Is green travel important to you?  Do you find that you travel differently abroad than when traveling in the United States?  For more information on this topic check out the Go Green Travel Green blog.  I look forward to hearing about your travels.

Seville bicycle photo, Cadiz scooters, Eurail train and horse and carriage photos by Nancy D. Brown

Related Post:

Best Things to See and Do in Amsterdam, Netherlands

Travel Tips on raveable

Spanish pilgrimage, Treking in Bhutan and Luxury Travel Expo – What a Trip

Saturday December 29, 2007 at 12:12 AM | 0 Comments

No one snoozed in the pews when visiting Santiago City’s church service.  “It was theatrical,” marveled Lafayette’s Marcia Linn.  “There were four monks harnessed in a basket that allowed them to work a pulley system to propel an incense burner filled with hot coals fifty feet into the air.  Every day we saw hundreds of people arriving as pilgrims to attend the service and take communion in every possible language.  Everyone hugged the statue of St. James.”

Linn stayed at northern Spain’s five star Parador Santiago de Compostela, considered to be the oldest hotel in the world.  The plumbing has been upgraded since its transformation from a Royal Hospital in 1499, where it sheltered numerous pilgrims.

El Camino de Santiago de Compostela or “Way of St. James” path begins in many European locales including Le Puy, France, a UNESCO World Heritage site.  The journey is marked with scallop shells along the 326 mile route.  The shell, found along the shores of Galicia, serves as a metaphor for the pilgrims.  As the waves of the ocean wash the shells on the shore, God’s hand guides the pilgrims to Santiago.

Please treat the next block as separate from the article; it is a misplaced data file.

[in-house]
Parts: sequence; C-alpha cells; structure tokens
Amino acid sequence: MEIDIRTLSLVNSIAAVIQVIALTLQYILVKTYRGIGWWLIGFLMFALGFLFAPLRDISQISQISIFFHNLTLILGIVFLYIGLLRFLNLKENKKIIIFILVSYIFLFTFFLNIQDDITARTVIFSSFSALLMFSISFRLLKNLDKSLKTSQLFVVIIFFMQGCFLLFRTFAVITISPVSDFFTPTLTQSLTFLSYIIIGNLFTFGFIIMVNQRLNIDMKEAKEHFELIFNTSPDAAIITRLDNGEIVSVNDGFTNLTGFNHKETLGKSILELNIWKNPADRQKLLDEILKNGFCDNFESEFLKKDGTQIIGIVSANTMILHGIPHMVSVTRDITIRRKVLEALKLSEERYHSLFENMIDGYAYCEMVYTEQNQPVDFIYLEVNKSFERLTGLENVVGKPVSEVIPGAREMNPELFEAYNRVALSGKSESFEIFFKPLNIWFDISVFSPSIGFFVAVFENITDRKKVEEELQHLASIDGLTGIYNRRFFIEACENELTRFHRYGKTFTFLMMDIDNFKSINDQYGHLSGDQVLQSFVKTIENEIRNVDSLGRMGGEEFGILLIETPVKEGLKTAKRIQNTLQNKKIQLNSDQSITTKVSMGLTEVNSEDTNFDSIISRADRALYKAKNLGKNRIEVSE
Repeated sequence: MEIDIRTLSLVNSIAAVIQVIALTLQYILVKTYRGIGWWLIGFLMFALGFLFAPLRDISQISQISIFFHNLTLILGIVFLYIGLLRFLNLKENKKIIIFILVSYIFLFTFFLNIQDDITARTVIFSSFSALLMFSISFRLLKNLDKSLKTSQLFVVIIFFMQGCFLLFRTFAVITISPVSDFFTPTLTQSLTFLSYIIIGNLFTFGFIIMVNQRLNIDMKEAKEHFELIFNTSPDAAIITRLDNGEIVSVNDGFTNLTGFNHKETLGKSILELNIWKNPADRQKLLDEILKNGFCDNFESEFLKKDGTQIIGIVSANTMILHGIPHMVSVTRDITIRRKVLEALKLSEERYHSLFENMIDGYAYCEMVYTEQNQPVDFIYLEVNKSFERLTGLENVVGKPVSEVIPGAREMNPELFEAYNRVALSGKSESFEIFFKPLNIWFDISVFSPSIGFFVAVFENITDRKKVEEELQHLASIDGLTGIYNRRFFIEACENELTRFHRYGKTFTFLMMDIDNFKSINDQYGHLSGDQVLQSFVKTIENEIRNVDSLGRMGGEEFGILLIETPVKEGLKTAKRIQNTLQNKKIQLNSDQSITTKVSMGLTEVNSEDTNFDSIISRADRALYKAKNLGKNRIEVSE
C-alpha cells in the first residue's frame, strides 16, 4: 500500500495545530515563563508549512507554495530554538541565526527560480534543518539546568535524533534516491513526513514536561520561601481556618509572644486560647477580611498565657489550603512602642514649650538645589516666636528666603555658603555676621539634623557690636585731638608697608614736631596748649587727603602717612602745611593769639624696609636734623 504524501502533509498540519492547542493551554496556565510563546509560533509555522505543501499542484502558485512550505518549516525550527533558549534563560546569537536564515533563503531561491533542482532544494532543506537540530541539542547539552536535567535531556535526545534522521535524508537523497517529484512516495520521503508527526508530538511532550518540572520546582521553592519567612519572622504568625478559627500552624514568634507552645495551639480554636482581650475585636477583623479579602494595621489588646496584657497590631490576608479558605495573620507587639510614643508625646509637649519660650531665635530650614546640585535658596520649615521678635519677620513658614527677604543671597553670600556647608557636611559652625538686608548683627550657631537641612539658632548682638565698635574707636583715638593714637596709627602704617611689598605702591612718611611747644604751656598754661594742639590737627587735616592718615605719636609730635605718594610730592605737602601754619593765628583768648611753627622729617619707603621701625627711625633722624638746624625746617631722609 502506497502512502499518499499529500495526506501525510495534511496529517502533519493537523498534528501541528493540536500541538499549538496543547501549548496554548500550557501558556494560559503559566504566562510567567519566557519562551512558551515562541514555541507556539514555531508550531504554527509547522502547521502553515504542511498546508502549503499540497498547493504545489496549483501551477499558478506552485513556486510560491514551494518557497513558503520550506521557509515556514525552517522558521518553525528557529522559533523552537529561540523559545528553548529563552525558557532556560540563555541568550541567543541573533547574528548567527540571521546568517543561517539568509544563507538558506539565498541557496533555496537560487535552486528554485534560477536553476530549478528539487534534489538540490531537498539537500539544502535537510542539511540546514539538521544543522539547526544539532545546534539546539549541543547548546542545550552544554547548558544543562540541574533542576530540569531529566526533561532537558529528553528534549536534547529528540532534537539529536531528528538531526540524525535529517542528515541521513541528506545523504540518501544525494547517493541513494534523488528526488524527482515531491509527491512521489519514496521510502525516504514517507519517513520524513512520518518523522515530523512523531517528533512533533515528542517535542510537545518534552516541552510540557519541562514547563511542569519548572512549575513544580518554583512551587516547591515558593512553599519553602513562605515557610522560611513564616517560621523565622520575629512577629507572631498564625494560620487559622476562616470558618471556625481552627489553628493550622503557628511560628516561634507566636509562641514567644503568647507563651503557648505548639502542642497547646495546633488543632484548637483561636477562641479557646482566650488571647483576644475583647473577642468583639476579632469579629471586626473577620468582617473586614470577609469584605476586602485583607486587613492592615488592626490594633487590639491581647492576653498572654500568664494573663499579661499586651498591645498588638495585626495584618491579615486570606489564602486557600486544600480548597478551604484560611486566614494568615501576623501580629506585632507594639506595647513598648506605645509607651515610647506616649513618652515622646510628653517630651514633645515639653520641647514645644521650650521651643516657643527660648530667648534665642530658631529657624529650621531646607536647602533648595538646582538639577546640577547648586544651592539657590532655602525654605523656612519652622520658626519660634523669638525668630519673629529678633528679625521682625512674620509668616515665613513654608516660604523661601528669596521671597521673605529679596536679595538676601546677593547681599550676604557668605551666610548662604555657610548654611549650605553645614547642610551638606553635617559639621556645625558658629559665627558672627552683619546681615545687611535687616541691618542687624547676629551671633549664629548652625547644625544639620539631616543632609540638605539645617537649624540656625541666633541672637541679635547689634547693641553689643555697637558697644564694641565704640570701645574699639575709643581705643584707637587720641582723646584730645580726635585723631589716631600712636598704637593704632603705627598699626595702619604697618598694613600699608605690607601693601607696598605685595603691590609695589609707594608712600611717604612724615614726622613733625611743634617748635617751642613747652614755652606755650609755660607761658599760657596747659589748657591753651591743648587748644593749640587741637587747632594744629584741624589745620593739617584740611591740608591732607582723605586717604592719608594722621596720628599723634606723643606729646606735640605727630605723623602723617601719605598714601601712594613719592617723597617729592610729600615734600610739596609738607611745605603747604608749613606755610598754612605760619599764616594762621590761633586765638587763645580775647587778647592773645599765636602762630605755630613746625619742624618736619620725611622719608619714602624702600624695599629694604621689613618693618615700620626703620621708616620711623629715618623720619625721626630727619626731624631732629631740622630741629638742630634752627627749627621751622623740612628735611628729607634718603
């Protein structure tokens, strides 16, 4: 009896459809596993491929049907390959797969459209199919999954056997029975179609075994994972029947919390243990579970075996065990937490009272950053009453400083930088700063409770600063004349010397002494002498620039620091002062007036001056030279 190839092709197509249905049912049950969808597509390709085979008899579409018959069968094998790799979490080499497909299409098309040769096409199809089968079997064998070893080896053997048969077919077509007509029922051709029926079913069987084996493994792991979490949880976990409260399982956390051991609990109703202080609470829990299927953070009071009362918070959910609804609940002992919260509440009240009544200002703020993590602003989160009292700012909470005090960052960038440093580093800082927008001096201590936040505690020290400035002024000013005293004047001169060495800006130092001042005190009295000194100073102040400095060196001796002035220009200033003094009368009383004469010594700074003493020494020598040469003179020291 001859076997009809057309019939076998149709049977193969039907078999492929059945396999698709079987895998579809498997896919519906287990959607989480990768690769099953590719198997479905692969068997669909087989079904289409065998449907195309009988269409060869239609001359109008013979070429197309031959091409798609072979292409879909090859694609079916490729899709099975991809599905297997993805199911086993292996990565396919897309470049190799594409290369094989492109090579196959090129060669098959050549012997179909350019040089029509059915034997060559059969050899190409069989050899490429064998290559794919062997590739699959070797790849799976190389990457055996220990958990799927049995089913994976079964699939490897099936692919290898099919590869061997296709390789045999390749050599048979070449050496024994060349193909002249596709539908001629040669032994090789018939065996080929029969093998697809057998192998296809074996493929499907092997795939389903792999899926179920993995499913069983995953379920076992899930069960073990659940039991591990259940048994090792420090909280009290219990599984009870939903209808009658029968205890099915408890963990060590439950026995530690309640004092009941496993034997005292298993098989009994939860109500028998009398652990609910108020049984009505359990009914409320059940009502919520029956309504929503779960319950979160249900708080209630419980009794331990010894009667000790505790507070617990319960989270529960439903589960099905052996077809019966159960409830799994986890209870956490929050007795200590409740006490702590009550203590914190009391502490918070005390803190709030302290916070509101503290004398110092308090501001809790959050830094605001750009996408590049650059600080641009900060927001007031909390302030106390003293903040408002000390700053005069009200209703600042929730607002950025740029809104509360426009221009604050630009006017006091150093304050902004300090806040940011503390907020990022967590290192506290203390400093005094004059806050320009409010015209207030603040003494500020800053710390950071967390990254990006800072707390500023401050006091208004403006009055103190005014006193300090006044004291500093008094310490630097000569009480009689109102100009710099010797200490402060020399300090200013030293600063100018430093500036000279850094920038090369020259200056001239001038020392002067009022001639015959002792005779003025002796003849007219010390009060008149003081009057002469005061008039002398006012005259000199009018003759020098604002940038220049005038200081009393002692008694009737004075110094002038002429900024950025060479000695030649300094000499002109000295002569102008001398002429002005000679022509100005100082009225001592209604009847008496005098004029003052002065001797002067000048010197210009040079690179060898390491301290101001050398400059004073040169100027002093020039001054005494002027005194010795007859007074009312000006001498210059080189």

The cuisine of the area offers Spanish style seafood with fresh, local ingredients and wines.  Don’t miss the Galacian almond cakes, “polvorones” cookies or apple and caramel cream “filloas” pancakes.

While today’s pilgrims might carry Palm Pilots, a recent survey by Forrester Research found that nine percent fewer people booked travel online this year than in 2005.  Information junkies may roam the web, but travel agents still provide value in taking the stress out of vacation planning.

The government of Bhutan, situated between India and Tibet, requires guided assistance when traveling in their country.  Guide Tenpa Chophel spoke recently at REI Concord about Bhutan’s high value, low impact tourism policy launched in 1974.  “Visiting Bhutan is not easy,” notes Chophel.  “Visitors must spend $200 per night minimum, with 30% of that fee returning to the government for development.  By charging a tariff, it limits visitors and preserves our culture, heritage and traditions.”  Low impact translates to less garbage and allows the trekking routes to remain pristine.

Bhutan, Land of the Thunder Dragon, is located along the southern slopes of the Himalaya mountain range.  In this isolated local, the Buddhist culture remains untouched by the outside world.  In 18,000 square miles of jungle and Himalayas, there are more than 165 animal species.  It is one of the least densely populated countries in the world.  For further information on a Chomolhari Trek visit reiadventures.com.

As we close the travel books on 2007, I’d like to share some trips and trends that I discovered while attending the Luxury Travel Expo in Las Vegas.  Author Pamela Danziger, “Let Them Eat Cake – Marketing Luxury to the Masses” notes, “old luxury is about a thing, while new luxury is about an experience.”